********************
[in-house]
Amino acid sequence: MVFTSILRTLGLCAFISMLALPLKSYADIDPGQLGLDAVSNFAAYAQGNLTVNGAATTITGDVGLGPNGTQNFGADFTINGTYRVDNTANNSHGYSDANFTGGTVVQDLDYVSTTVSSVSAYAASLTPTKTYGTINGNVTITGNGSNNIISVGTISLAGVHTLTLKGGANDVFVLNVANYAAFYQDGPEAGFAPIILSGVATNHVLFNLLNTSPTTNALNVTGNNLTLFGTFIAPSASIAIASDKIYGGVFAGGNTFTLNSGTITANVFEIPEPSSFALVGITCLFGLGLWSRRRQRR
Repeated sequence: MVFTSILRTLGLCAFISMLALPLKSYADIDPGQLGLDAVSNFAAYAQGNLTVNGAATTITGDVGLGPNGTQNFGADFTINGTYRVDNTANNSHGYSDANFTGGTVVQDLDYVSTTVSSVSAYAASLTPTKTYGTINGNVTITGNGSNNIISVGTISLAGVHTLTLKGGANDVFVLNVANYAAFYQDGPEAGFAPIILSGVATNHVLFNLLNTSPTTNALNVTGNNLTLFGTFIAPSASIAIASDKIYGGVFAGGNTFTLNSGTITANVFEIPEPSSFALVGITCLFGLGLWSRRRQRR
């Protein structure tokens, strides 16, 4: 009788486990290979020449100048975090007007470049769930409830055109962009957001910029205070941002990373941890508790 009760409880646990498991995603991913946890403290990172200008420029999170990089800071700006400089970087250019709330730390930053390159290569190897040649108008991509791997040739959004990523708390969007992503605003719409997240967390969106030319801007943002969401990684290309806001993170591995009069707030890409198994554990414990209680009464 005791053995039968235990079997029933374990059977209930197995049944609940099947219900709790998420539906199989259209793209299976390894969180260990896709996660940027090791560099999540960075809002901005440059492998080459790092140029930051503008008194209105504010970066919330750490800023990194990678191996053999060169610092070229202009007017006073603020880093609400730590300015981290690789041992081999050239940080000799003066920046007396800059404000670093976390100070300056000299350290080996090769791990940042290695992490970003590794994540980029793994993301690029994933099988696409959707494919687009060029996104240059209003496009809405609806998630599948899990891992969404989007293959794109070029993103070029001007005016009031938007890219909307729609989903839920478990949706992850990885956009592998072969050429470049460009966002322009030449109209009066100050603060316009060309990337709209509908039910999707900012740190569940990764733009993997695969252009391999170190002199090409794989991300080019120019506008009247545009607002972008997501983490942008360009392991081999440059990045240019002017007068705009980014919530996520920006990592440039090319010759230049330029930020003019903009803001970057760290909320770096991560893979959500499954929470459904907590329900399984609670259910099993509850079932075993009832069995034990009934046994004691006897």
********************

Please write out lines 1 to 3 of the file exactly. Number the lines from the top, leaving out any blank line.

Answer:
[in-house]
Amino acid sequence: MVFTSILRTLGLCAFISMLALPLKSYADIDPGQLGLDAVSNFAAYAQGNLTVNGAATTITGDVGLGPNGTQNFGADFTINGTYRVDNTANNSHGYSDANFTGGTVVQDLDYVSTTVSSVSAYAASLTPTKTYGTINGNVTITGNGSNNIISVGTISLAGVHTLTLKGGANDVFVLNVANYAAFYQDGPEAGFAPIILSGVATNHVLFNLLNTSPTTNALNVTGNNLTLFGTFIAPSASIAIASDKIYGGVFAGGNTFTLNSGTITANVFEIPEPSSFALVGITCLFGLGLWSRRRQRR
Repeated sequence: MVFTSILRTLGLCAFISMLALPLKSYADIDPGQLGLDAVSNFAAYAQGNLTVNGAATTITGDVGLGPNGTQNFGADFTINGTYRVDNTANNSHGYSDANFTGGTVVQDLDYVSTTVSSVSAYAASLTPTKTYGTINGNVTITGNGSNNIISVGTISLAGVHTLTLKGGANDVFVLNVANYAAFYQDGPEAGFAPIILSGVATNHVLFNLLNTSPTTNALNVTGNNLTLFGTFIAPSASIAIASDKIYGGVFAGGNTFTLNSGTITANVFEIPEPSSFALVGITCLFGLGLWSRRRQRR